India’s relations with the US -- which for long had denied a visa to Modi on account of the massacre of Muslims in Gujarat under his watch as Chief Minister in 2002 – have not particularly improved after he became Prime Minister. Like any head of government, he was keen to meet the US President and he did so in the US in September 2014. The meeting seemed to be for the simple purpose of showing that he had acquired ‘visa power’ and was welcome in the US. The only other outcome of the visit was a Vision Statement in which Barack Obama and Modi affirmed that they “will prevent the spread of weapons of mass destruction, and remain committed to reducing the salience of nuclear weapons, while promoting universal, verifiable, and non-discriminatory nuclear disarmament”.

In a bid to take this tie further, Modi invited Obama as the Republic Day guest this year. After all the contortions he put himself through to please Obama, the man left with parting kick about religious intolerance in India; a theme he harped on again after his return to the US. So much for Modi’s presumptions about being on first-name terms with Obama.

It remains to be seen whether India has fallen between two stools – the US and China – or is out to make the most of its ties with both. India has not signed on to join hands with the US and its East Asian allies against China. Nor is Modi confrontational with China although he sees his ‘bonding’ with Japan giving him the upper hand.

Modi has been to more summits and met more world leaders within a year of assuming office than any other Prime Minister before him. He has attended some of the most important multilateral and regional forums and met leaders of all the neighbouring countries.

Yet for all the rhetoric of “neighbours first”, in the absence of a policy thrust – both China and the US have more influence in South Asia than India. The heads of SAARC governments were – in a first – invited and given pride of place at Modi’s swearing-in. This does not seem to have lined up the South Asian nations behind India in SAARC or other forums. At the SAARC Summit in Nepal, India was ditched by its neighbours with more of them rooting for a greater role to China -- not at all flattering to India’s self-perception as a “Rising Power”. Rushing to Nepal’s rescue after the earthquake has not done much for India-Nepal relations either.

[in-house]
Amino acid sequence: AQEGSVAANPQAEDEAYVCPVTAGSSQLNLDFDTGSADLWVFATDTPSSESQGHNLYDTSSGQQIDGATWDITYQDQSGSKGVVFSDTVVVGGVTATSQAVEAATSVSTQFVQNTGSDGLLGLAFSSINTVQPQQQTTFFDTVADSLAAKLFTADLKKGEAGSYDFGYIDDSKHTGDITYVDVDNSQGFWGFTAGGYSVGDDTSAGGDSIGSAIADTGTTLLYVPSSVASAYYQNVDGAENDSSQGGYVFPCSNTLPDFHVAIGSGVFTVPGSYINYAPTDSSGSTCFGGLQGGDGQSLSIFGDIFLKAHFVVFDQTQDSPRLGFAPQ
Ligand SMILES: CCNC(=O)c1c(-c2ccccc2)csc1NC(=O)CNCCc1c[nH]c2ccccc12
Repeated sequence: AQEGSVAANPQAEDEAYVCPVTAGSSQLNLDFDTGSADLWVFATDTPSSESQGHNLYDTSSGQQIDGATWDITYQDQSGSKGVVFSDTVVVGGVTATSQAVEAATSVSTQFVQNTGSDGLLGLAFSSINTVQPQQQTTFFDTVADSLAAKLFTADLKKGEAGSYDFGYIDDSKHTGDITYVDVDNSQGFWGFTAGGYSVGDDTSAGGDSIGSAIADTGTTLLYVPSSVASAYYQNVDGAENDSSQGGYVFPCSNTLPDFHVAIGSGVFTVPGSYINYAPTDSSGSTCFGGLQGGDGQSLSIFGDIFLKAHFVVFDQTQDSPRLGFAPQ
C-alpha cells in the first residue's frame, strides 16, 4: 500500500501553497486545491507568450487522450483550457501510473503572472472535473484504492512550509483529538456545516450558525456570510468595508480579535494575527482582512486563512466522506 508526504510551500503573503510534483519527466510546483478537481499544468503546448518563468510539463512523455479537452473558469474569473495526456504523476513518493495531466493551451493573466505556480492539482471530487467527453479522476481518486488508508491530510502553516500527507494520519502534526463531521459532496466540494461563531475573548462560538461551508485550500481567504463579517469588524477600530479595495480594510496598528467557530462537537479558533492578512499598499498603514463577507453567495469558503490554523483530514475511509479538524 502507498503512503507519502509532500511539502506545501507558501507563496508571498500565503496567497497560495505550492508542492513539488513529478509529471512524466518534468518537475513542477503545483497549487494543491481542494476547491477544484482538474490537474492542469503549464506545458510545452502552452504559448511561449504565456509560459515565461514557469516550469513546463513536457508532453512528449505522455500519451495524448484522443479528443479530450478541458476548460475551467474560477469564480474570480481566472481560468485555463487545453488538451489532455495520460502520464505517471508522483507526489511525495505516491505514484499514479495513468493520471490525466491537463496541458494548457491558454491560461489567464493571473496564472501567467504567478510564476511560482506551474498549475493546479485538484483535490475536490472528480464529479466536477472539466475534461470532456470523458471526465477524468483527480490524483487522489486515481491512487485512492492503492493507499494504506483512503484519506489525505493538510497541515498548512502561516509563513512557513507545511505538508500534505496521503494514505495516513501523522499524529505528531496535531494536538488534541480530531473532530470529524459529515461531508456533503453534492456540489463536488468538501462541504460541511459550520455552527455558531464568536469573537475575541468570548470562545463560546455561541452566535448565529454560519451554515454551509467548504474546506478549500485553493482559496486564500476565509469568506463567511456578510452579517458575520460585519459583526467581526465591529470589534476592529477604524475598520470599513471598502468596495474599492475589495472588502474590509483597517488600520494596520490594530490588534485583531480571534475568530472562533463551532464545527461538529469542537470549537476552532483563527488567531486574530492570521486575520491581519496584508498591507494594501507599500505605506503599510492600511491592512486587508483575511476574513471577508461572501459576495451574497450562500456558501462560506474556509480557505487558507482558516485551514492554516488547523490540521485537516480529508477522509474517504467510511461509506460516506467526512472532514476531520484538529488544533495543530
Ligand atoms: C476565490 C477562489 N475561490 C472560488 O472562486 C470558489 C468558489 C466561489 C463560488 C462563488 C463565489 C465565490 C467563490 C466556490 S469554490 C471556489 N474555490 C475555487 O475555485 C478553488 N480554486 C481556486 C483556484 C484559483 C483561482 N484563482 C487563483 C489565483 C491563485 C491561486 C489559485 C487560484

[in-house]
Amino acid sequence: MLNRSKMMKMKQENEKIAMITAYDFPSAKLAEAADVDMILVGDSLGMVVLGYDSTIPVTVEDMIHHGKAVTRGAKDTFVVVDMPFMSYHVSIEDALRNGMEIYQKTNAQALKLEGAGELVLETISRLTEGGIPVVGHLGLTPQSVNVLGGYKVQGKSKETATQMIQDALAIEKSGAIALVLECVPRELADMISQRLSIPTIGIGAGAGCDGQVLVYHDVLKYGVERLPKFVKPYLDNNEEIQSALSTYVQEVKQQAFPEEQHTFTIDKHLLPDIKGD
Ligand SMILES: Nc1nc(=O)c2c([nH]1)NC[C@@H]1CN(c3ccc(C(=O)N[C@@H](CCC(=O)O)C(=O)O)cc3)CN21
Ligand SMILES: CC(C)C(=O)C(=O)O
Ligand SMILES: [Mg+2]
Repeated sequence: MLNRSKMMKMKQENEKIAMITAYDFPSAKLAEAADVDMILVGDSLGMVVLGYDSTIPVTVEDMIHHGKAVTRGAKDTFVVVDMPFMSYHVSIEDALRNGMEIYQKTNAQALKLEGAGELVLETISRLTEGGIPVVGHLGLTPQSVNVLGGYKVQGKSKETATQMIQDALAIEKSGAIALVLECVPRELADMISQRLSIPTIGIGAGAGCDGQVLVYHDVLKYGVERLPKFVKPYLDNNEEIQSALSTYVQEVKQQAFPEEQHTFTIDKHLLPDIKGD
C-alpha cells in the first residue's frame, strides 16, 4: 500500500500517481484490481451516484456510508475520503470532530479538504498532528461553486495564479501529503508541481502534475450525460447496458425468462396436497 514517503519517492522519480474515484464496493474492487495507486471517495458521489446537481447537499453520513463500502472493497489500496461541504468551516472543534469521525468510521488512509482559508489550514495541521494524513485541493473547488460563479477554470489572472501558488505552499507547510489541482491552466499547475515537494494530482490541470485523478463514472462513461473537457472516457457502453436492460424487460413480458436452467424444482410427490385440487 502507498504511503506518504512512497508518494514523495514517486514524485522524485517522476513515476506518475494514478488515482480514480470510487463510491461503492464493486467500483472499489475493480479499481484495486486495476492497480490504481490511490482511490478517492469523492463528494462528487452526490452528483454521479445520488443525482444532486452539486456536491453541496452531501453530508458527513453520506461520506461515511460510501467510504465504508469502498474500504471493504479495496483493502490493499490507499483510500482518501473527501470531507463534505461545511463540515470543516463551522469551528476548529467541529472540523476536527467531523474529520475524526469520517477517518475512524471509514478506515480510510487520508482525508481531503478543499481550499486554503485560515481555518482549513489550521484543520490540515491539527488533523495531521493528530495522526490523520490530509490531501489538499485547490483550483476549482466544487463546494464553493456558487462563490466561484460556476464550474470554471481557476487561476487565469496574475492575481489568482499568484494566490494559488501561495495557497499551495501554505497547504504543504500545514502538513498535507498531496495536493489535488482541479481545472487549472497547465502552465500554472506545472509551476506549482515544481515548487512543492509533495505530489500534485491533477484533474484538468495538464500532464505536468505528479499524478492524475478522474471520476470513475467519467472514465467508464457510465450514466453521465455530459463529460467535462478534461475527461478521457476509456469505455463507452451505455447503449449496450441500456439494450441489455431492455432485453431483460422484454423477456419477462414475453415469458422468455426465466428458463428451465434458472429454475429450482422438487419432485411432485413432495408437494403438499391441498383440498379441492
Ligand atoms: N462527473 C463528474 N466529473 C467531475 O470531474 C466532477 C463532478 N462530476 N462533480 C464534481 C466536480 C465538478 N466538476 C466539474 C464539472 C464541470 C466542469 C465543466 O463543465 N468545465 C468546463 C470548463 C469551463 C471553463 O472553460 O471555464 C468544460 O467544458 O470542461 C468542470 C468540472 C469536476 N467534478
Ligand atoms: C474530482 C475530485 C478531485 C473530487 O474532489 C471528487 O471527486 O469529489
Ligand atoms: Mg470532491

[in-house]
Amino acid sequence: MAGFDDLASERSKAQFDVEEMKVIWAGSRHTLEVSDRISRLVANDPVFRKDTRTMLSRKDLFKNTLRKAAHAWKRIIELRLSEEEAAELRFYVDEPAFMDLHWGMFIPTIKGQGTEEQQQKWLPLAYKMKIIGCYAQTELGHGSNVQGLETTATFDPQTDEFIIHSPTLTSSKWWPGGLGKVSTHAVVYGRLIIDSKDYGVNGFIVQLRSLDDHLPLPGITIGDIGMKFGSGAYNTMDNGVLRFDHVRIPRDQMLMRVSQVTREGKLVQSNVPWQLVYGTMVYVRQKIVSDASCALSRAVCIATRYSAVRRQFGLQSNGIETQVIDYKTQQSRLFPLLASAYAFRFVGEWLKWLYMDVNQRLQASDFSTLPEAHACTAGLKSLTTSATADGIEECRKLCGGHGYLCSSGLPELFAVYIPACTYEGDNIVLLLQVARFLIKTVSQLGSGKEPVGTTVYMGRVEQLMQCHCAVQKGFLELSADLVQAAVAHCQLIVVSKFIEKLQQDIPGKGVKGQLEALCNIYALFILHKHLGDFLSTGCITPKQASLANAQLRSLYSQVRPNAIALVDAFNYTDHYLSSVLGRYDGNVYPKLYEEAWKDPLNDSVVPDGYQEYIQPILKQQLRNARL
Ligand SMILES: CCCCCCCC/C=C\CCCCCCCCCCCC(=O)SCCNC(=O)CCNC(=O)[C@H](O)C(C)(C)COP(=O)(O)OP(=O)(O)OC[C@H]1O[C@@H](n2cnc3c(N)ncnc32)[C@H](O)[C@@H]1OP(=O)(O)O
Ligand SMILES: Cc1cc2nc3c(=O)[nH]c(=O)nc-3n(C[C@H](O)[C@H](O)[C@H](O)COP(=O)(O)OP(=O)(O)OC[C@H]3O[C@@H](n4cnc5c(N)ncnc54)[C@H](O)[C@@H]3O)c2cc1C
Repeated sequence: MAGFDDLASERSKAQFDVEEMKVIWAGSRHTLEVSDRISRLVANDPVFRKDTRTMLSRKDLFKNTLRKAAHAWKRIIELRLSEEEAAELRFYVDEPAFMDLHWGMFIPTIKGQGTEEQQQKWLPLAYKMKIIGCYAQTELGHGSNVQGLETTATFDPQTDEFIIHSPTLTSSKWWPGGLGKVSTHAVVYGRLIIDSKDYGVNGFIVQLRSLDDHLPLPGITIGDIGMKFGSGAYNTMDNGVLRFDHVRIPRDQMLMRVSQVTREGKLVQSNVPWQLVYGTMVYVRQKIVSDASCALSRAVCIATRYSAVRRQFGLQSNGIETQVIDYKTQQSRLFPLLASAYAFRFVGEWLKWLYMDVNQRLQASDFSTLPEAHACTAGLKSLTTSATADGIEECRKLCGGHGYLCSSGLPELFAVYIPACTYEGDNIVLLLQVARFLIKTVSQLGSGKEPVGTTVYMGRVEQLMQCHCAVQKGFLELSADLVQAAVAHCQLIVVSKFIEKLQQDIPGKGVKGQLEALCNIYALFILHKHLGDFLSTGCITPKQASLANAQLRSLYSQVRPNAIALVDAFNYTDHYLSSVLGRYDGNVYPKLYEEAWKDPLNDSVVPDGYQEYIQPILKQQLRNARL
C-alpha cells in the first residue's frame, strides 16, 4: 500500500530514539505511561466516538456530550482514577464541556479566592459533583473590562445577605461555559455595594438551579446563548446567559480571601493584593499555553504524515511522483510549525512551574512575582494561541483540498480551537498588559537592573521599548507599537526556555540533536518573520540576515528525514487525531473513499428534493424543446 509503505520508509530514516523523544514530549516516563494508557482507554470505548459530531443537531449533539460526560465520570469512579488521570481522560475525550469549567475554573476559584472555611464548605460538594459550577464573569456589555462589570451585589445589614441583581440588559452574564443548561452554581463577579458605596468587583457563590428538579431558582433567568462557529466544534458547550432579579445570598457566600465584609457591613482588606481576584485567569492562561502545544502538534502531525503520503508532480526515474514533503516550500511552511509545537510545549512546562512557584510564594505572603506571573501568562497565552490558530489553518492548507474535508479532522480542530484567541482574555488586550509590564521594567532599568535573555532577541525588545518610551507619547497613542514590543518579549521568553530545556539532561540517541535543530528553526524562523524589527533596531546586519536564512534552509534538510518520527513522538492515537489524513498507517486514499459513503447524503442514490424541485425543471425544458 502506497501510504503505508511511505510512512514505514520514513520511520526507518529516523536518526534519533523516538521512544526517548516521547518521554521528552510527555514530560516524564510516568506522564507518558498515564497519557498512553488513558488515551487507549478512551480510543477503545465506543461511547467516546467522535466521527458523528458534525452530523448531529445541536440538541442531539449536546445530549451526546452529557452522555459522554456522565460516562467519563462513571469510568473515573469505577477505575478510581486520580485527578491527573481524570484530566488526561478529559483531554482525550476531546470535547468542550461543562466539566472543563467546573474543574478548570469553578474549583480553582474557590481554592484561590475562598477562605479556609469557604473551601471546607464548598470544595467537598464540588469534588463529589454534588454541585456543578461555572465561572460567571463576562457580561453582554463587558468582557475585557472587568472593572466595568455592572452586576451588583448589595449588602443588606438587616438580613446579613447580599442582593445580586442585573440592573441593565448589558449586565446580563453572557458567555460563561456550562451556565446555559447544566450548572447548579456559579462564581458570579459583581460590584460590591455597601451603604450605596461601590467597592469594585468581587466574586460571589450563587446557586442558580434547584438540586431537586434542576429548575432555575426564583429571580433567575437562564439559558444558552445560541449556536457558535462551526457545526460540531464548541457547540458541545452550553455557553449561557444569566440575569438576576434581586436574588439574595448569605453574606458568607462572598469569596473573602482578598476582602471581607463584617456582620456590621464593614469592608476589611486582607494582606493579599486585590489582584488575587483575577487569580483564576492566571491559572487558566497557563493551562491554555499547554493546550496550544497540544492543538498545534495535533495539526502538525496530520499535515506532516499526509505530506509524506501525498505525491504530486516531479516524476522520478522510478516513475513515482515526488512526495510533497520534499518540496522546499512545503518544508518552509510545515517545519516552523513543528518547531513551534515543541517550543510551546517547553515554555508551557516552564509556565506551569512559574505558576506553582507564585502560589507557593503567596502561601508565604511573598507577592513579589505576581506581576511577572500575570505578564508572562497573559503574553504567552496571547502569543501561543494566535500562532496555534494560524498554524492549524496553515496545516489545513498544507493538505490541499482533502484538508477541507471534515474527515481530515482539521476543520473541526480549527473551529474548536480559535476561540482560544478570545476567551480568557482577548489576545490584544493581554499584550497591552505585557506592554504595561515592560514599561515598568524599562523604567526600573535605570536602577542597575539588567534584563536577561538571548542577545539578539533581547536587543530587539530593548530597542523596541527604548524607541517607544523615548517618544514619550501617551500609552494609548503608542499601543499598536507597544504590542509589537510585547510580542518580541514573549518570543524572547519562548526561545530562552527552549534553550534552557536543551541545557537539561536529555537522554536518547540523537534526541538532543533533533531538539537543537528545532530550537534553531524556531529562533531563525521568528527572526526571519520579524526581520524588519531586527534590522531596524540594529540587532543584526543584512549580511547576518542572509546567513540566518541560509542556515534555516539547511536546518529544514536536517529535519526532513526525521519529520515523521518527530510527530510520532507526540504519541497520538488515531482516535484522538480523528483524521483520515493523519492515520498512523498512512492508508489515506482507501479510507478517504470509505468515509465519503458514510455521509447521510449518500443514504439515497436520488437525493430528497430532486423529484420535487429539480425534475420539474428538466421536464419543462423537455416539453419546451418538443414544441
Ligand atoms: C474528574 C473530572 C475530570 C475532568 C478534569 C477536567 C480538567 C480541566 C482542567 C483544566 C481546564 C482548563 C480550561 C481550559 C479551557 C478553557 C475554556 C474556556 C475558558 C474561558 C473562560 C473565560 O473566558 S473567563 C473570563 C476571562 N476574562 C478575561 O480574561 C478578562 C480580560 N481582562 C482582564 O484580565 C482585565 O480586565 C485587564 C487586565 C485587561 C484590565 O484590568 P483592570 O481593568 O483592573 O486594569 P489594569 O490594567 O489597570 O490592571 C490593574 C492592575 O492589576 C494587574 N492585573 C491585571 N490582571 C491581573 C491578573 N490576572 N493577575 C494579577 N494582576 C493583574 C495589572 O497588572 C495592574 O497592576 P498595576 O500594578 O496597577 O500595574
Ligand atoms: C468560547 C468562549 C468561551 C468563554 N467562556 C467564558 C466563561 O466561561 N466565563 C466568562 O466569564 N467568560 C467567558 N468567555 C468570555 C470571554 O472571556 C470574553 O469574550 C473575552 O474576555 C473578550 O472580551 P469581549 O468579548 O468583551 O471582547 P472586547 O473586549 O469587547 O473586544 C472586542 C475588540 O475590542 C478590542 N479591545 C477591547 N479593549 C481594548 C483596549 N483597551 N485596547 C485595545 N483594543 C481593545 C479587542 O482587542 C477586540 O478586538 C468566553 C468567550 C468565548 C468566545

Symbolic actions such as Modi choosing Bhutan for his first foreign visit has not yielded any results in the neigbourhood. It did not deter a classic US-led western regime-change in Sri Lanka. Relations with Pakistan are no better than before. To the contrary, they have worsened after India called off bilateral talks. Pakistan is none the worse for it, as both the US and China are tied to it for a variety of strategic reasons that extend to Afghanistan and beyond. Maldives, like Sri Lanka, is slipping out of India’s “zone of influence” despite Sirisena and Modi visiting each other. In sum, the notion of India as thedominant power and influence in South Asia could be just that – a notion.

Doubtless, Modi’s travels, bilateral exchanges and meetings have produced countless agreements, MoUs and pledges for billions of dollars towards infrastructure, power, rail and other projects. Unless the money comes in and the results are evident for all to see, skepticism about Modi’s achievements on the foreign front are bound to persist.

It is in the first year that any promising leader sets the agenda for the rest of his term. After the first 12 months a new leader begins losing his political edge over his opponents. However, Modi can hope to retrieve lost ground because his opponents are no match for him, yet.